Series A       10,410 (1)(2)     *       *  
Executive Vice President and
    Series B                      
Chief Financial Officer
                               
Michael J. Pohl
    Series A       13,448 (1)(2)     *       *  
Director
    Series B                      
Jose A. Royo(7)
    Series A       16,502 (1)(2)     *       *  
President, Chief Operating
    Series B                      
Officer and Director
                               
Carl E. Vogel
    Series A       3,830 (1)     *       *  
Director
    Series B                      
All directors and executive officers as a group (10 persons)
    Series A       491,764 (1)(2)(3)(4)(5)(6)     3.6 %     31.6 %
      Series B       618,525 (4)(5)     84.3 %        
 
 
Less than one percent
 
(1) Includes, as applicable, the following restricted shares of our Series A common stock which remain subject to vesting as of March 31, 2010:
 
         
Name
  Restricted Shares
 
William R. Fitzgerald
    61,570  
Philip J. Holthouse
    3,958  
Brian C. Mulligan
    3,958  
William E. Niles
    1,330  
John A. Orr
    21,590  
George C. Platisa
    1,330  
Michael J. Pohl
    3,958  
Jose A. Royo
    2,660  
Carl E. Vogel
    3,352  
 
(2) Includes, as applicable, beneficial ownership of the following shares of our Series A common stock that may be acquired upon exercise of stock options that are exercisable within 60 days of March 31, 2010:
 
         
Name
  Option Shares
 
William R. Fitzgerald
    104,115  
Philip J. Holthouse
    8,271  
Brian C. Mulligan
    8,271  
William E. Niles
    8,637  
John A. Orr
    36,537  
George C. Platisa
    8,637  
Michael J. Pohl
    8,271  
Jose A. Royo
    12,956  


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(3) Includes 20 shares of our Series A common stock owned by Mr. Holthouse jointly with his wife.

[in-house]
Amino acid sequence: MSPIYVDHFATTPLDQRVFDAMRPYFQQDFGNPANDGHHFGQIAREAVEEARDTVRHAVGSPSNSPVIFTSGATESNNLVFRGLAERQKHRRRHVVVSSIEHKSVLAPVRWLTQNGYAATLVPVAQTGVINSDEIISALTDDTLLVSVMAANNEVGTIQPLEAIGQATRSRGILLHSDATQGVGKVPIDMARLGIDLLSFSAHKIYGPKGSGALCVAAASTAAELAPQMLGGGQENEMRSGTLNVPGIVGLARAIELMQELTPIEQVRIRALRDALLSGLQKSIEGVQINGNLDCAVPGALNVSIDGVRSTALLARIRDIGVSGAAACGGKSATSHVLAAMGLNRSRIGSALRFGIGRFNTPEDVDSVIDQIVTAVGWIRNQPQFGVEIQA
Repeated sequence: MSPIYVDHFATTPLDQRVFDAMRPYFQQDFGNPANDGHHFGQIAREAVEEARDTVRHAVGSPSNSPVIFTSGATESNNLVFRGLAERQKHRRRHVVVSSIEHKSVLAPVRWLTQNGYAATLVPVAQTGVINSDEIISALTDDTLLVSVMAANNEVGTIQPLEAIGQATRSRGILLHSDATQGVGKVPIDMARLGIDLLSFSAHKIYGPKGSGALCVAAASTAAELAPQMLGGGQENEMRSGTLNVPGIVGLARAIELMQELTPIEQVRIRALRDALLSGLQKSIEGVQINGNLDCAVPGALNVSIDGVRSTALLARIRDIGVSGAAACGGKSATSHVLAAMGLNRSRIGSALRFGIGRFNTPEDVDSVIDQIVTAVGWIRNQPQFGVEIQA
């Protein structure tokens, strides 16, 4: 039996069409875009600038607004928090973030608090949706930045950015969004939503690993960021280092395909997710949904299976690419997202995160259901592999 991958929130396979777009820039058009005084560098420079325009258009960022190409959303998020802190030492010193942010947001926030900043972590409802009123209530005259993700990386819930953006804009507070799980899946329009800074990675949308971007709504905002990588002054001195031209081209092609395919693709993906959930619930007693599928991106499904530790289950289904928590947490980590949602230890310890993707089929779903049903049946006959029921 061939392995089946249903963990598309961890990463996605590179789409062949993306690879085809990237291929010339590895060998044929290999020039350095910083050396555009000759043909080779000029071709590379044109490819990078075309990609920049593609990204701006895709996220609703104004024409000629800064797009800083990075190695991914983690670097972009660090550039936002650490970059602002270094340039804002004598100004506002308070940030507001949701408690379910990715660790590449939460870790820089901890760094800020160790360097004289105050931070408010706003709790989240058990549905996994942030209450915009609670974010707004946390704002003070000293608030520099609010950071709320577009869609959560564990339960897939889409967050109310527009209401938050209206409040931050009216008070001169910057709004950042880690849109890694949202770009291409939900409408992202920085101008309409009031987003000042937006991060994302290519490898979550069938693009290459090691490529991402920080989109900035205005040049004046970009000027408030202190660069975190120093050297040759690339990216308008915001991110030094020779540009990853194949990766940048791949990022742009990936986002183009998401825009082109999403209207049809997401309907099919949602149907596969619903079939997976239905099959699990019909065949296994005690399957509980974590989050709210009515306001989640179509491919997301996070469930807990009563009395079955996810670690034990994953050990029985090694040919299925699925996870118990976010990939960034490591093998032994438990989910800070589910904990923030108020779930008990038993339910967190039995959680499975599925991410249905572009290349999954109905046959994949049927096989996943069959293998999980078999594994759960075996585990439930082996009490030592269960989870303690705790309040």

(4) Includes 26,833 shares of our Series A common stock and 17,046 shares of our Series B common stock held by Mr. Malone’s wife, Leslie Malone, as to which shares Mr. Malone has disclaimed beneficial ownership.
 
(5) Includes 16 and 55,317 shares of our Series A common stock held by two trusts with respect to which Mr. Malone is the sole trustee and, with his wife, retains a unitrust interest in the trust. Also includes 2,570 shares of our Series A common stock and 9,178 shares of our Series B common stock held by two trusts which are managed by an independent trustee, of which the beneficiaries are Mr. Malone’s adult children and in which Mr. Malone has no pecuniary interest. Mr. Malone retains the right to substitute assets held by the trusts but has disclaimed beneficial ownership of the shares held by the trusts for the benefit of his children.
 
(6) Includes 1 share of our Series A common stock held by an IRA account.
 
(7) Mr. Royo served as our President, Chief Operating Officer and director until his passing on May 18, 2010.
 
Changes in Control
 
We know of no arrangements, including any pledge by any person of our securities, the operation of which may at a subsequent date result in a change in control of our company.


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PROPOSAL 1 — THE ELECTION OF DIRECTOR PROPOSAL
 
Board of Directors
 
Our company is governed by a board of directors. Pursuant to our bylaws, the size of the board shall be not less than three nor more than nine members, with the exact number of directors fixed from time to time by resolution adopted by affirmative vote of at least 75% of the directors then in office. The number of directors constituting the whole board is currently fixed at seven. As a result of the passing of Mr. Jose A. Royo on May 18, 2010, there are currently six directors on the board. Our board of directors may appoint a director to fill the vacancy created by Mr. Royo’s passing, but has not yet done so.